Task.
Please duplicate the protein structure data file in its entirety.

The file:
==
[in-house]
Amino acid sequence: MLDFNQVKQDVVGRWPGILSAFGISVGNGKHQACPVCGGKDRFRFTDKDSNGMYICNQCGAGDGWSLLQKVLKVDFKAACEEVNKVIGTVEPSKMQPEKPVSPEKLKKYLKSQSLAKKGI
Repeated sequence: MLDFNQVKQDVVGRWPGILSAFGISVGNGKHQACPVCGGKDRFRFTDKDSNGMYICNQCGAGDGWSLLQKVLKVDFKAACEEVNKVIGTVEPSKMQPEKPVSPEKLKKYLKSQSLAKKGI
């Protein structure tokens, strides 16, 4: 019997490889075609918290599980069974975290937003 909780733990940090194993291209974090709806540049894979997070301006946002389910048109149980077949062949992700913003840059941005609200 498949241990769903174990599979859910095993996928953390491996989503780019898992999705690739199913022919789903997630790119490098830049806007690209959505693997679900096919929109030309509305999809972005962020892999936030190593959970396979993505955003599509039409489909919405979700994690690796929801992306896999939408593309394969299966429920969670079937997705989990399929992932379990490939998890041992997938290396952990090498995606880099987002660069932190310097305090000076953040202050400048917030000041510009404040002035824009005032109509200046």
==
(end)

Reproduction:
[in-house]
Amino acid sequence: MLDFNQVKQDVVGRWPGILSAFGISVGNGKHQACPVCGGKDRFRFTDKDSNGMYICNQCGAGDGWSLLQKVLKVDFKAACEEVNKVIGTVEPSKMQPEKPVSPEKLKKYLKSQSLAKKGI
Repeated sequence: MLDFNQVKQDVVGRWPGILSAFGISVGNGKHQACPVCGGKDRFRFTDKDSNGMYICNQCGAGDGWSLLQKVLKVDFKAACEEVNKVIGTVEPSKMQPEKPVSPEKLKKYLKSQSLAKKGI
């Protein structure tokens, strides 16, 4: 019997490889075609918290599980069974975290937003 909780733990940090194993291209974090709806540049894979997070301006946002389910048109149980077949062949992700913003840059941005609200 498949241990769903174990599979859910095993996928953390491996989503780019898992999705690739199913022919789903997630790119490098830049806007690209959505693997679900096919929109030309509305999809972005962020892999936030190593959970396979993505955003599509039409489909919405979700994690690796929801992306896999939408593309394969299966429920969670079937997705989990399929992932379990490939998890041992997938290396952990090498995606880099987002660069932190310097305090000076953040202050400048917030000041510009404040002035824009005032109509200046």